Back home, I switch the laundry in the basement and then lug my grocery treasures…and my broom…up to my third floor apartment. On my first trip in, I realize that I have forgotten to return my RedBox movie during my errands. Dangit. I unload everything and check email. A message from my car insurance. Awesome. My next six months is due at the end of the month. Just in time to swallow up a good chunk of my tax return. I chat with the nice rep lady, who finds me an extra $18 discount while I wash apples and pears and grapes. Not a lot, but I’d rather have $18 than give it to them, I suppose.
After making another trip to the basement to collect my now-clean-and-dry clothes, I decide it’s time to sweep. I free my new broom from its plastic wrapping (why is it necessary to wrap a broom, I ask you? For the love of Pete, people, stop packaging our world to death!) and move my bed away from the wall.
Gray dust monsters, grown from their bunny childhoods on a healthy diet of my hair and DeKalb’s dust, swirl around my new broom, daring us to trap them. I sweep and sweep and sweep. This apartment is much smaller than my last, but it’s still a lot of hardwood floor to sweep. Eventually I have corralled the dust monsters into a pile, roughly the size of my head. It’s gross. I decide the broom was a good idea.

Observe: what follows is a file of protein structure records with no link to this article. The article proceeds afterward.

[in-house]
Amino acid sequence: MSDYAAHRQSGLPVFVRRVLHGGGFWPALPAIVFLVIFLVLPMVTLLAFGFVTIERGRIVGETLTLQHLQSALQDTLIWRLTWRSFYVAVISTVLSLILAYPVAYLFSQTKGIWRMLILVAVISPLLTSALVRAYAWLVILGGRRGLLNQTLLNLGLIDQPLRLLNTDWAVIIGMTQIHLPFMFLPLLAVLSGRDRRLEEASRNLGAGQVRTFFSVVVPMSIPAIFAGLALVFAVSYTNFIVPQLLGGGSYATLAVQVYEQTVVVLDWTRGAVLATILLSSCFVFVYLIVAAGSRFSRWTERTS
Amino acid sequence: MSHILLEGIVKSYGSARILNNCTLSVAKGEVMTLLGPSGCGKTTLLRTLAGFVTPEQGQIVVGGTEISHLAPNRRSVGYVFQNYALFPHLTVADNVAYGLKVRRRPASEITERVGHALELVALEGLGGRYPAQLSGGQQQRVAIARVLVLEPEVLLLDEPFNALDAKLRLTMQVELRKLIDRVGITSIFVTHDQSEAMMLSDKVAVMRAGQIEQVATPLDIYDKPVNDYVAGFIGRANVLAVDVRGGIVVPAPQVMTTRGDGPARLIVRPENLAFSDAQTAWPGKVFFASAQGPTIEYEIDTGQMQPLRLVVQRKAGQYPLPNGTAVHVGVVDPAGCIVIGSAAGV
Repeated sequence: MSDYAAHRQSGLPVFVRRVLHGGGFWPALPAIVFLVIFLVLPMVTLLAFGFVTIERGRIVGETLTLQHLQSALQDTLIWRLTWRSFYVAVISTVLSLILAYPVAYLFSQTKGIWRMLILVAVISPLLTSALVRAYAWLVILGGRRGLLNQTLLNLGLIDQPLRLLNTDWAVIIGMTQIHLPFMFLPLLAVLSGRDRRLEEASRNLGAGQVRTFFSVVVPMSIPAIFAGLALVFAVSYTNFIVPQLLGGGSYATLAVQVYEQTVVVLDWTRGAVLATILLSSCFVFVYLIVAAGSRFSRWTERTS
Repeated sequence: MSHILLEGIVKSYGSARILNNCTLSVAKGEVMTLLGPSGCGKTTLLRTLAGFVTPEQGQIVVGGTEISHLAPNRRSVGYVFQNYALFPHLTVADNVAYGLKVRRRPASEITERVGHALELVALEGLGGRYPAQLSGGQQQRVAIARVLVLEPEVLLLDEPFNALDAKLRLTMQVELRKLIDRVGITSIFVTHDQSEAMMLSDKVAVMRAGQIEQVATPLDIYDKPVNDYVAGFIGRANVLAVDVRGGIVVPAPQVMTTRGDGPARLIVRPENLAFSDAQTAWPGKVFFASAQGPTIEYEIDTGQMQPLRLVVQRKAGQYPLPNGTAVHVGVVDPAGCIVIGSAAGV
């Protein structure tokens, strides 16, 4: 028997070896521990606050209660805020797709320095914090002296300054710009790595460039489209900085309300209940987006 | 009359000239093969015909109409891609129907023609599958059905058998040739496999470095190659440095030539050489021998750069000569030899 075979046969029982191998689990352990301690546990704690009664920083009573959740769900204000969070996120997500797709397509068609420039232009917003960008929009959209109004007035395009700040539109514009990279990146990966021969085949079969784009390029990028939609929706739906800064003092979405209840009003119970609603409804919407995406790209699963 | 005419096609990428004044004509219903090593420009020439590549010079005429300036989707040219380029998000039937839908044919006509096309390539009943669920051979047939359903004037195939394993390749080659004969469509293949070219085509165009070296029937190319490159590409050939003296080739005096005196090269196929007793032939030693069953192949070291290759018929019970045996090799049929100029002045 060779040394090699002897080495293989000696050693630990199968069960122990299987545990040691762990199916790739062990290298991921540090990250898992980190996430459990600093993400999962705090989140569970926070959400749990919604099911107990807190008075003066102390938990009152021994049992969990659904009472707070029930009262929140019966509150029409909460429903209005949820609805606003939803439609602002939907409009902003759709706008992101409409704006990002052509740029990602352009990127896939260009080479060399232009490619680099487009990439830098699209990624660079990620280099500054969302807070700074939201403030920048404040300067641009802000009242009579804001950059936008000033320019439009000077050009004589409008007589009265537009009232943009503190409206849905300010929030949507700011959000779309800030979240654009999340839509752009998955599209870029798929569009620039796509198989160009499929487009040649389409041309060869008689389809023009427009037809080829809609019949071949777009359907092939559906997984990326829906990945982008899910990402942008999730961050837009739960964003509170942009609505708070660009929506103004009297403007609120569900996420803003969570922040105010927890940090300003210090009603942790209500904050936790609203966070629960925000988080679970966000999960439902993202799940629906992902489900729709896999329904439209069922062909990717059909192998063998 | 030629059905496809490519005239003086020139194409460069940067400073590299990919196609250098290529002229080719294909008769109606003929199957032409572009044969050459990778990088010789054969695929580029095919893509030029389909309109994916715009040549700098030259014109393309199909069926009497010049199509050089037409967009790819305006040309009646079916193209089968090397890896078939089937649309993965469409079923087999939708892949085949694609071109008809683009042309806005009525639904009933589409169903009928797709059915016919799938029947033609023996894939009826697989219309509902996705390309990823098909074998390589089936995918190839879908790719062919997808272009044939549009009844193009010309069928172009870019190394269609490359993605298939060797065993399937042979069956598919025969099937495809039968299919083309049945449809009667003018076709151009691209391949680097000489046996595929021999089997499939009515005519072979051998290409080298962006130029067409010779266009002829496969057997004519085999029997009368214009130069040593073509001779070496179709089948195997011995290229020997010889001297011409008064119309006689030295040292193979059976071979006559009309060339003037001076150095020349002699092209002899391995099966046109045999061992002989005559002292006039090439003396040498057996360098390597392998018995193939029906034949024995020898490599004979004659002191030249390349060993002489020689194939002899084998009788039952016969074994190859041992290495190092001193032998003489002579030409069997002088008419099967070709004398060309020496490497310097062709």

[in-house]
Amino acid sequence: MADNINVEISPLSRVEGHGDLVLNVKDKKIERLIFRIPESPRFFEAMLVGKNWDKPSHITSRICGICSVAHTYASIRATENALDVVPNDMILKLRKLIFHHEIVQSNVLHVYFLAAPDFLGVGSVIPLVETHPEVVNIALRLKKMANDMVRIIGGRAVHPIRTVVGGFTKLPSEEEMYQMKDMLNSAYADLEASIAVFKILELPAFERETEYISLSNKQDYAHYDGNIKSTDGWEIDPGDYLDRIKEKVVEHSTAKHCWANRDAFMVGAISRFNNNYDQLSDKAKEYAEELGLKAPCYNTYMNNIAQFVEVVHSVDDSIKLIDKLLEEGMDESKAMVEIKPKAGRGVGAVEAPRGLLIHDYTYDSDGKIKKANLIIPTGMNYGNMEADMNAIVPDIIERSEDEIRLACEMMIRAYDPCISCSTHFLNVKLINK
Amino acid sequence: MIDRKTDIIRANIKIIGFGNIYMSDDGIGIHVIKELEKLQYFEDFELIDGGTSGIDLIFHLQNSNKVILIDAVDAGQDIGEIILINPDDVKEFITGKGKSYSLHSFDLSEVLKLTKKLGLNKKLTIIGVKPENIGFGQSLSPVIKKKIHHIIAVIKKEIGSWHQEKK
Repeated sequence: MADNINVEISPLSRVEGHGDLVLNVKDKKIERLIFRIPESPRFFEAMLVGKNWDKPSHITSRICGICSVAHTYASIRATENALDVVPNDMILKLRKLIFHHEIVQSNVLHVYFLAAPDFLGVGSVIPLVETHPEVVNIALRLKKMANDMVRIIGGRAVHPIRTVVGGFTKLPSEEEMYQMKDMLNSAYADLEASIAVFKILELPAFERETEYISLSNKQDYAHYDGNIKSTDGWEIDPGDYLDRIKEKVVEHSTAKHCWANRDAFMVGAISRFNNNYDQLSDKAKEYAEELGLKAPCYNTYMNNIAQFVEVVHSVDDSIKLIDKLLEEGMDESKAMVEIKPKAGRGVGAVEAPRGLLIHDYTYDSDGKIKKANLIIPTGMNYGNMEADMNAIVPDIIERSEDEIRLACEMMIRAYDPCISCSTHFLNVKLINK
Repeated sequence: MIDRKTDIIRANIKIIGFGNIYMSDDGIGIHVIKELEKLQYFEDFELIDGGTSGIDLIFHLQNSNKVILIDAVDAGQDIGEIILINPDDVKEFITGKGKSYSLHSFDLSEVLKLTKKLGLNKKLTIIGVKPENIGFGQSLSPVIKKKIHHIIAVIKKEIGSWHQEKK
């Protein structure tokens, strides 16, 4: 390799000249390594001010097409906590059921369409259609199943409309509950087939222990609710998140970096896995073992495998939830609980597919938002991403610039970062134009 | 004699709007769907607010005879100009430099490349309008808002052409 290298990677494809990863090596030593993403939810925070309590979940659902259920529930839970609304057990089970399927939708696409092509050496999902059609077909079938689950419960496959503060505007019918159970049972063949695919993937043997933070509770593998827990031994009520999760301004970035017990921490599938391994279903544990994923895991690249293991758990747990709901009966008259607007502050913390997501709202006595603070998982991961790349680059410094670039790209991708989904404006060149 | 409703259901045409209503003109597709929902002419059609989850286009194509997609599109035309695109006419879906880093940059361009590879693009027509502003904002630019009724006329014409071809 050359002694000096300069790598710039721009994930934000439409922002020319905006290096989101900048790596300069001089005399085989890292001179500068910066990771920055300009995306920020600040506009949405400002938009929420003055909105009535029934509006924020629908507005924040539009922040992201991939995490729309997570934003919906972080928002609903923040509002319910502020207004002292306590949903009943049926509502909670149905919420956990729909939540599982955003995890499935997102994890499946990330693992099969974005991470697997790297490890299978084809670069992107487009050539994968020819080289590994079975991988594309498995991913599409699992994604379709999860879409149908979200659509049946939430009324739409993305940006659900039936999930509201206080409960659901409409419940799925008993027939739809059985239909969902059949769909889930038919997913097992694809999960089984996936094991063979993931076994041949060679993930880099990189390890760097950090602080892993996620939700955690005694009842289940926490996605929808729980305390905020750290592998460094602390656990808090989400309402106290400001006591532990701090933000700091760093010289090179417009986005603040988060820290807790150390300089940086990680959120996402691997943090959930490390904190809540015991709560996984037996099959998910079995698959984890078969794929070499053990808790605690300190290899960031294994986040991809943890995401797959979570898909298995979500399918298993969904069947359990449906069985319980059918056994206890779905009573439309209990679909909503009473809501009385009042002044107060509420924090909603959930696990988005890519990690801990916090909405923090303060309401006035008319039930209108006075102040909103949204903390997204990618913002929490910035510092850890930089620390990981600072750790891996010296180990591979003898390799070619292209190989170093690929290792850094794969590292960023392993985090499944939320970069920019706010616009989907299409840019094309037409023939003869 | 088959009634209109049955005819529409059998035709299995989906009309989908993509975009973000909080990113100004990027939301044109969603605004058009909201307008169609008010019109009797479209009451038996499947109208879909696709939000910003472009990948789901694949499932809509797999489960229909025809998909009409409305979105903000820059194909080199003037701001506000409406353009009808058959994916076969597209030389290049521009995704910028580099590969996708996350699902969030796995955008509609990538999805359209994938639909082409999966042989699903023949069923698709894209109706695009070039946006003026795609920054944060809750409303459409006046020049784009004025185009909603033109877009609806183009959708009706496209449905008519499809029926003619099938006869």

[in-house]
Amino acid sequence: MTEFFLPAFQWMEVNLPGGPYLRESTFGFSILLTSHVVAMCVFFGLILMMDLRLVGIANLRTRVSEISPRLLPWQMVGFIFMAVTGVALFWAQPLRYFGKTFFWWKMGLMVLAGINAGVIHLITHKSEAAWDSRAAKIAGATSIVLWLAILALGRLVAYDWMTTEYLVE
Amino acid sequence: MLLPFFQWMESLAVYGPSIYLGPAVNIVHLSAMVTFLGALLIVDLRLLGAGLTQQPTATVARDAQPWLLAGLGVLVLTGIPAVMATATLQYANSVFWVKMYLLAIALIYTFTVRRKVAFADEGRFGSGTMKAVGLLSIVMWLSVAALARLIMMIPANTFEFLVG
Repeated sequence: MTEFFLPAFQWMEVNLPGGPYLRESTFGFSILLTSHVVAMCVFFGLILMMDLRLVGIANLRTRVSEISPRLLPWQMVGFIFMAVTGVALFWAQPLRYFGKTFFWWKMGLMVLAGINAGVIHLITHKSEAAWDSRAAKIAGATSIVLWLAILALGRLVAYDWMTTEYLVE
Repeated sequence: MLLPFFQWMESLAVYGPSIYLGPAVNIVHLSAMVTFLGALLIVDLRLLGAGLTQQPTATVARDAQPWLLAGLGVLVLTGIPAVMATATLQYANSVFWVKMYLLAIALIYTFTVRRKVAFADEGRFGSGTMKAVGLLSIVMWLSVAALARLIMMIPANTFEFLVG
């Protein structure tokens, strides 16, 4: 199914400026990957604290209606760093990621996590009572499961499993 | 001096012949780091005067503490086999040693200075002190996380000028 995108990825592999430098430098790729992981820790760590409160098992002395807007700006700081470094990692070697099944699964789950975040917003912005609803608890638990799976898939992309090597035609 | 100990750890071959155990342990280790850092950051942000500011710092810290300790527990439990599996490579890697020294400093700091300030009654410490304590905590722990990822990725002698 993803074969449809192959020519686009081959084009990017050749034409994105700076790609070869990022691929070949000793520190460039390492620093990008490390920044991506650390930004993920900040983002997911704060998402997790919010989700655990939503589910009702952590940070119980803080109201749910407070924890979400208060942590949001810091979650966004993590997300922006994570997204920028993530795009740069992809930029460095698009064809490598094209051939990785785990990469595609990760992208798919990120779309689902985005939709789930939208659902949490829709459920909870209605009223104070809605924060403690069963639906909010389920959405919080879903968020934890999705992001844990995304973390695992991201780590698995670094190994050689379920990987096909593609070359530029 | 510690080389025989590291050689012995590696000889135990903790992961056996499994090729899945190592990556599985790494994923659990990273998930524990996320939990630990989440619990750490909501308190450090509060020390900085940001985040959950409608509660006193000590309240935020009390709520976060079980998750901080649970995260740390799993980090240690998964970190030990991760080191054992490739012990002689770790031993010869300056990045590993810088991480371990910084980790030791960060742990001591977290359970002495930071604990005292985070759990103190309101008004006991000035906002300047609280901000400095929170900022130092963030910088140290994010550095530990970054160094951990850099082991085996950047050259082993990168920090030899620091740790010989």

Laundry is folded and put away, floors are clean…er. Bed is remade, and ready- as it happens- for me to jump in for a nap. No ear plugs or sound machines needed this time. Probably because the frat boys downstairs are still sleeping off last night’s revelries. I ponder, not for the first time this weekend, how much I would love to not share walls with college students. I sleep.
After the nap I reheat some chicken enchiladas (my most successful cooking experiment in awhile) and settle in on the couch to watch a movie I borrowed from the library called The Children of Huang Shi. It’s based on a true story of a British man who went to China in 1937 during the unofficial war between Japan and China. He ends up taking about 60 orphan boys on a 700 mile trip to safety, escaping both the Japanese army (who would like to kill them) and the Chinese, communist army (who would like to force them to be soldiers). It’s a sad and stirring movie. I cry and laugh, and look forward to the time when I will not be watching movies alone more often than not.
And that brings us up to the present. I felt the writing itch. Decided to write a post. I look at the mess of my kitchen table/desk, and think I should prune that a bit. I think happily that tomorrow is Sunday, and after the spiritual food of the church service, I will hopefully get to have some social and physical food at lunch with some friends somewhere. It hasn’t been a particularly thrilling day, but it’s been good. I am thankful.
Leslie grew up on a small farm in rural Ohio. She has tried her hand at many different jobs, including grocery store cashier, bank teller, factory worker, records clerk, professional house cleaner, secretary, and, most recently, English teacher. She has lived in Germany, Russia, Argentina, China, and Ecuador. Currently she currently resides in Illinois, but she is trying to weasel her way back to her home state to be closer to family. Leslie’s relationship with God has been the single most important part of her life since she was 11. You can read more of Leslie’s writing on her blog.